If you laugh, you think, and you cry, that’s a full day. That’s a heck of a day. You do that seven days a week, you’re going to have something special.”
“In great attempts, it is glorious even to fail.”
Baseball season is right around the corner, and this I, along with many others, will especially look forward to this season as a symbol to the end of a harsher than normal Northeast winter. Although I never like to sound like a cry baby, I couldn’t even hack this winter. Too much cold, far too much snow. We actually just got hammered again with more ice and snow.
While having coffee with my Dad last night, we were flipping channels back and forth between the Mets and Yankees spring training games, watching the action in those absolutely balmy Florida climates.
It looked wonderful. The crowd was dressed in short sleeves, and there was some sweating going on.
With spring almost here, I could not help but get excited about getting me some hardball. A name almost synonymous with the word baseball is Yankee Hall of Fame catcher Yogi Berra. An unquestionable Italian American sporting icon, he was named American League MVP three times, voted an All Star 15 times, and was part of 10 World Series winners for the Yankees.
As accomplished as his baseball career was, Yogi is best remembered for his sometimes unintentionally funny quotes about baseball and life. The most famous is “It ain’t over till its over“, but there is a literal goldmine of “Yogiisms” that many people haven’t discovered yet.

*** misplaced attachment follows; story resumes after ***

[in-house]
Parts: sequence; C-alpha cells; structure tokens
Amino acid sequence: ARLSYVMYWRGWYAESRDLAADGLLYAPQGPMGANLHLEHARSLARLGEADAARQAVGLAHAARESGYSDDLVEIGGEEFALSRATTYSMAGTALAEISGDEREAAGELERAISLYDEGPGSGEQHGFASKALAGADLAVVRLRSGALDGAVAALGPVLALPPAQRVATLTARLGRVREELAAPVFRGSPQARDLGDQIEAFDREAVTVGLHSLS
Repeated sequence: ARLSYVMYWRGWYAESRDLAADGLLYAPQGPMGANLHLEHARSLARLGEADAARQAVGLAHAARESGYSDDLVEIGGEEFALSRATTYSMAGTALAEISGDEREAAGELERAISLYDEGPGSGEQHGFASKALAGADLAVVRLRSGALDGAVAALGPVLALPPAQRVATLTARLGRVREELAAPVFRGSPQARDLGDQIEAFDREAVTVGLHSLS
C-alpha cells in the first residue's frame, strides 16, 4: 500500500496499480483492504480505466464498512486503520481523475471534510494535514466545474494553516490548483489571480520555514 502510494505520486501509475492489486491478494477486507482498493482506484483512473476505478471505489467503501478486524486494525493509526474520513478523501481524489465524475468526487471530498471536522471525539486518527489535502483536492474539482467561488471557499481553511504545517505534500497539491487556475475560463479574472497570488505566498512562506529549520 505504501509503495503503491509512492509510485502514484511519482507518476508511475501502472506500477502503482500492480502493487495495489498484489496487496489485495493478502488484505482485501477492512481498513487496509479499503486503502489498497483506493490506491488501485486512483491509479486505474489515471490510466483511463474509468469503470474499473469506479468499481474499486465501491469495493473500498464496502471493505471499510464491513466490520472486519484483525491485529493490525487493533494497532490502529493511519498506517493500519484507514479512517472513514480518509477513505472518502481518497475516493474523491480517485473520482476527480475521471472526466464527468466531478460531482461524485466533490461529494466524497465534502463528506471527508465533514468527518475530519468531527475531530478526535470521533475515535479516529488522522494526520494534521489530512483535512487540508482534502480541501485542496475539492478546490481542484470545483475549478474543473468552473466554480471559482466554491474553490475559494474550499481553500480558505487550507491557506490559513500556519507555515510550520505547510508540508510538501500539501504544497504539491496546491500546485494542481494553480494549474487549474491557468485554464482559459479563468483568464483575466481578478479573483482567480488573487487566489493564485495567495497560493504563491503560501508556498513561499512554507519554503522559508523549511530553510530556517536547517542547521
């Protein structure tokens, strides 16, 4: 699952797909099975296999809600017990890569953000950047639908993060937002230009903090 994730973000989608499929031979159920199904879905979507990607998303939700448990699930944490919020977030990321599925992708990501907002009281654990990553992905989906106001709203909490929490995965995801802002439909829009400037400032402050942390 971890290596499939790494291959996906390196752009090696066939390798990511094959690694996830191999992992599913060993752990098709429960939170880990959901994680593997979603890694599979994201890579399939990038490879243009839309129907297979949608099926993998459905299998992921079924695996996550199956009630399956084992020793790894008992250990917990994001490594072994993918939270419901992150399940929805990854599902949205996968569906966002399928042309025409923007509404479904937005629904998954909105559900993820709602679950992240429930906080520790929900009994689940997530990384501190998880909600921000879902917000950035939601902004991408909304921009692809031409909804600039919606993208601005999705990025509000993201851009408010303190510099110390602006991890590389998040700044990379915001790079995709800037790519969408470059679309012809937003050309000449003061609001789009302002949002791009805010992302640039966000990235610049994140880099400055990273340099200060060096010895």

My current favorite is “People used to say the Yankees won a lot because we led the league in Italians.”
The content below, courtesy of Wikipedia, is just a sampling of the brilliance of Yogi Berra. These are some classic quotes, along with what may be their origin.
Happy spring (baseball season) to all!
- As a general comment on baseball: “90% of the game is half mental.”
- On why he no longer went to Ruggeri’s, a St. Louis restaurant: “Nobody goes there anymore. It’s too crowded.”
- “It ain’t over till it’s over.” In July 1973, when Berra’s Mets trailed the Chicago Cubs by 9½ games in the National League East; the Mets rallied to win the division title on the final day of the season.
- When giving directions to Joe Garagiola to his New Jersey home, which is accessible by two routes: “When you come to a fork in the road, take it.”
- On being the guest of honor at an awards banquet: “Thank you for making this day necessary.”
- “It’s déjà vu all over again“. Berra explained that this quote originated when he witnessed Mickey Mantle and Roger Maris repeatedly hit back-to-back home runs in the Yankees’ seasons in the early 1960s.
- “You can observe a lot by watching.”
- “Always go to other people’s funerals, otherwise they won’t go to yours.”
- Responding to a question about remarks attributed to him that he did not think were his: “I really didn’t say everything I said.”
Since the mid 1970’s, Sylvester Stallone has been my definition of the term American Idol. As writer, actor, and director of some of the most famous franchises in the film industry, he has been nothing less than an Italian American inspiration.
He has inspired me for many years. In a previous post, I wrote how the original Rocky, the movie that was his breakthrough project, was also important in the life of a particular socially awkward pre-teen.
With this inspirational movie as my training catalyst, I went from an overweight introvert destined for a life of sloth and obesity, to a young man that could do miles of running with ease, and, if needed, physically eject uncooperative patrons from my family’s bar/restaurant.
Stallone kicked ass, and he showed me how to do it, too.
Again…thank you Mr. Stallone.
“I think everyone has a certain kind of formula in their life. When you deviate from that formula, you’re going to fail big or you’re gonna win big.”
“I believe there’s an inner power that makes winners or losers. And the winners are the ones who really listen to the truth of their hearts.”
“I have great expectations for the future, because the past was highly overrated.”
“Once in one’s life, for one mortal moment, one must make a grab for immortality; if not, one has not lived.”
“Success is usually the culmination of controlling failure.”